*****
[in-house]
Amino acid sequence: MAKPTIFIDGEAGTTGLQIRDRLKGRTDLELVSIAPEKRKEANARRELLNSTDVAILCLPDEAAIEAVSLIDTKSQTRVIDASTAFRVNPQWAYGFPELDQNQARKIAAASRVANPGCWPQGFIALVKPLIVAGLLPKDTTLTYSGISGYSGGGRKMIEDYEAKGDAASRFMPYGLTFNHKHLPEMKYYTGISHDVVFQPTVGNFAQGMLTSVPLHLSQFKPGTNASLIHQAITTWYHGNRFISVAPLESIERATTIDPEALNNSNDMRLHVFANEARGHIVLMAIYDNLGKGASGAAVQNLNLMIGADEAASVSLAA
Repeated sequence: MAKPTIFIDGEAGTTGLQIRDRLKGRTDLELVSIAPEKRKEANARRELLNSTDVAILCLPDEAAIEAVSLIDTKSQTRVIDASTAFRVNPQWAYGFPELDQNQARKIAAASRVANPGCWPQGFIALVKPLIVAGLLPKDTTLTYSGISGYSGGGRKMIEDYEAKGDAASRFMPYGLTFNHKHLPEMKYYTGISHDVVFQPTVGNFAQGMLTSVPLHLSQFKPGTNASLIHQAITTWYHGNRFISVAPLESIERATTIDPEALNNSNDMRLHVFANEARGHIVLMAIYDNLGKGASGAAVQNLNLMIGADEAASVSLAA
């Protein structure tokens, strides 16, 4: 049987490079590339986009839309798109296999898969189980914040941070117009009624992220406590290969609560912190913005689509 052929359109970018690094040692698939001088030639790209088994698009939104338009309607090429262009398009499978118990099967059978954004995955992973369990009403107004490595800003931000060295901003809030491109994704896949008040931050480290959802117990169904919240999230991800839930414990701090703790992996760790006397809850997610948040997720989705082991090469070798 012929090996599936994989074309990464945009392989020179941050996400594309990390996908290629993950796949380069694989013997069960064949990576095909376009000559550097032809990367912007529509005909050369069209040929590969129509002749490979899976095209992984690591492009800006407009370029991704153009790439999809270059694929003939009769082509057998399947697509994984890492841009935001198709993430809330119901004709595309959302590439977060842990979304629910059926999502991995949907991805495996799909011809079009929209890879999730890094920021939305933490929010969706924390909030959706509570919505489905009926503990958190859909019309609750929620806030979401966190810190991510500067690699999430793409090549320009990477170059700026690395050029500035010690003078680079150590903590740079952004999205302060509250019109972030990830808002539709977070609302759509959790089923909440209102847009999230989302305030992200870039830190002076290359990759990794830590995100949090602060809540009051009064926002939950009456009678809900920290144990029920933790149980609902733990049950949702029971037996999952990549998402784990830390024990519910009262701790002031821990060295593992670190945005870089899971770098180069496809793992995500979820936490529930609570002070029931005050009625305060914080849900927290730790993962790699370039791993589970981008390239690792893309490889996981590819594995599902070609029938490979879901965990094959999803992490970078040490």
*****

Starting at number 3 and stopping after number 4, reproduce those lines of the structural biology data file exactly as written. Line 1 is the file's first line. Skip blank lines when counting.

Repeated sequence: MAKPTIFIDGEAGTTGLQIRDRLKGRTDLELVSIAPEKRKEANARRELLNSTDVAILCLPDEAAIEAVSLIDTKSQTRVIDASTAFRVNPQWAYGFPELDQNQARKIAAASRVANPGCWPQGFIALVKPLIVAGLLPKDTTLTYSGISGYSGGGRKMIEDYEAKGDAASRFMPYGLTFNHKHLPEMKYYTGISHDVVFQPTVGNFAQGMLTSVPLHLSQFKPGTNASLIHQAITTWYHGNRFISVAPLESIERATTIDPEALNNSNDMRLHVFANEARGHIVLMAIYDNLGKGASGAAVQNLNLMIGADEAASVSLAA
């Protein structure tokens, strides 16, 4: 049987490079590339986009839309798109296999898969189980914040941070117009009624992220406590290969609560912190913005689509 052929359109970018690094040692698939001088030639790209088994698009939104338009309607090429262009398009499978118990099967059978954004995955992973369990009403107004490595800003931000060295901003809030491109994704896949008040931050480290959802117990169904919240999230991800839930414990701090703790992996760790006397809850997610948040997720989705082991090469070798 012929090996599936994989074309990464945009392989020179941050996400594309990390996908290629993950796949380069694989013997069960064949990576095909376009000559550097032809990367912007529509005909050369069209040929590969129509002749490979899976095209992984690591492009800006407009370029991704153009790439999809270059694929003939009769082509057998399947697509994984890492841009935001198709993430809330119901004709595309959302590439977060842990979304629910059926999502991995949907991805495996799909011809079009929209890879999730890094920021939305933490929010969706924390909030959706509570919505489905009926503990958190859909019309609750929620806030979401966190810190991510500067690699999430793409090549320009990477170059700026690395050029500035010690003078680079150590903590740079952004999205302060509250019109972030990830808002539709977070609302759509959790089923909440209102847009999230989302305030992200870039830190002076290359990759990794830590995100949090602060809540009051009064926002939950009456009678809900920290144990029920933790149980609902733990049950949702029971037996999952990549998402784990830390024990519910009262701790002031821990060295593992670190945005870089899971770098180069496809793992995500979820936490529930609570002070029931005050009625305060914080849900927290730790993962790699370039791993589970981008390239690792893309490889996981590819594995599902070609029938490979879901965990094959999803992490970078040490």